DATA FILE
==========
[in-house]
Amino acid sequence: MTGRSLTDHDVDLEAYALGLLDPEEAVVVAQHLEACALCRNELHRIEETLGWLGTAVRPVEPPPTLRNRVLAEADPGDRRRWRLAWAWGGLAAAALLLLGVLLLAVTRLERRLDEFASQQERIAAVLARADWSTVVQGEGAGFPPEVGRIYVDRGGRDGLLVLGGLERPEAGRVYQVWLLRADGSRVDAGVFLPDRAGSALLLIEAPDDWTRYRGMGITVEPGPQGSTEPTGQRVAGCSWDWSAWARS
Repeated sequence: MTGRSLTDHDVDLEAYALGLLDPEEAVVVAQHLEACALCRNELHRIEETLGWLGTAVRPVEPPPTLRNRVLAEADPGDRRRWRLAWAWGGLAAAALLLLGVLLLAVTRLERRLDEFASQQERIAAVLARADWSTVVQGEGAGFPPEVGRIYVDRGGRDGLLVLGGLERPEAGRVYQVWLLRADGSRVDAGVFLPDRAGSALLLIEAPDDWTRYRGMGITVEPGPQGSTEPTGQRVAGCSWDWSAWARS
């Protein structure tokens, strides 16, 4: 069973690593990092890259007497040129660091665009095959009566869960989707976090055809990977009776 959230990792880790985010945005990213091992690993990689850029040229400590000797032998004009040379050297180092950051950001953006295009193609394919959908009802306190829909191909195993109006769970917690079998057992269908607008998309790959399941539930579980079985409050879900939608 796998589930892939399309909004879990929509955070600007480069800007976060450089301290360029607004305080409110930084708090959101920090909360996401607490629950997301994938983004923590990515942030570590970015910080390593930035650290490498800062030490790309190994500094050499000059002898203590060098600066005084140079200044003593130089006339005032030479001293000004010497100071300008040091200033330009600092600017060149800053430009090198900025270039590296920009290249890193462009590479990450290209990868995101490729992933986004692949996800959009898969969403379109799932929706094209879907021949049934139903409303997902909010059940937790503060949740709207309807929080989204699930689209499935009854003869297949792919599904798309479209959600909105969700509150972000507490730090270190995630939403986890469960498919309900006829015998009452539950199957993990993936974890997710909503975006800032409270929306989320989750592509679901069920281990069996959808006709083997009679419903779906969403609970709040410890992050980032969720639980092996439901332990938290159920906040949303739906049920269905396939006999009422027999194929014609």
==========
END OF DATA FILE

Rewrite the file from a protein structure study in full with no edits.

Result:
[in-house]
Amino acid sequence: MTGRSLTDHDVDLEAYALGLLDPEEAVVVAQHLEACALCRNELHRIEETLGWLGTAVRPVEPPPTLRNRVLAEADPGDRRRWRLAWAWGGLAAAALLLLGVLLLAVTRLERRLDEFASQQERIAAVLARADWSTVVQGEGAGFPPEVGRIYVDRGGRDGLLVLGGLERPEAGRVYQVWLLRADGSRVDAGVFLPDRAGSALLLIEAPDDWTRYRGMGITVEPGPQGSTEPTGQRVAGCSWDWSAWARS
Repeated sequence: MTGRSLTDHDVDLEAYALGLLDPEEAVVVAQHLEACALCRNELHRIEETLGWLGTAVRPVEPPPTLRNRVLAEADPGDRRRWRLAWAWGGLAAAALLLLGVLLLAVTRLERRLDEFASQQERIAAVLARADWSTVVQGEGAGFPPEVGRIYVDRGGRDGLLVLGGLERPEAGRVYQVWLLRADGSRVDAGVFLPDRAGSALLLIEAPDDWTRYRGMGITVEPGPQGSTEPTGQRVAGCSWDWSAWARS
């Protein structure tokens, strides 16, 4: 069973690593990092890259007497040129660091665009095959009566869960989707976090055809990977009776 959230990792880790985010945005990213091992690993990689850029040229400590000797032998004009040379050297180092950051950001953006295009193609394919959908009802306190829909191909195993109006769970917690079998057992269908607008998309790959399941539930579980079985409050879900939608 796998589930892939399309909004879990929509955070600007480069800007976060450089301290360029607004305080409110930084708090959101920090909360996401607490629950997301994938983004923590990515942030570590970015910080390593930035650290490498800062030490790309190994500094050499000059002898203590060098600066005084140079200044003593130089006339005032030479001293000004010497100071300008040091200033330009600092600017060149800053430009090198900025270039590296920009290249890193462009590479990450290209990868995101490729992933986004692949996800959009898969969403379109799932929706094209879907021949049934139903409303997902909010059940937790503060949740709207309807929080989204699930689209499935009854003869297949792919599904798309479209959600909105969700509150972000507490730090270190995630939403986890469960498919309900006829015998009452539950199957993990993936974890997710909503975006800032409270929306989320989750592509679901069920281990069996959808006709083997009679419903779906969403609970709040410890992050980032969720639980092996439901332990938290159920906040949303739906049920269905396939006999009422027999194929014609």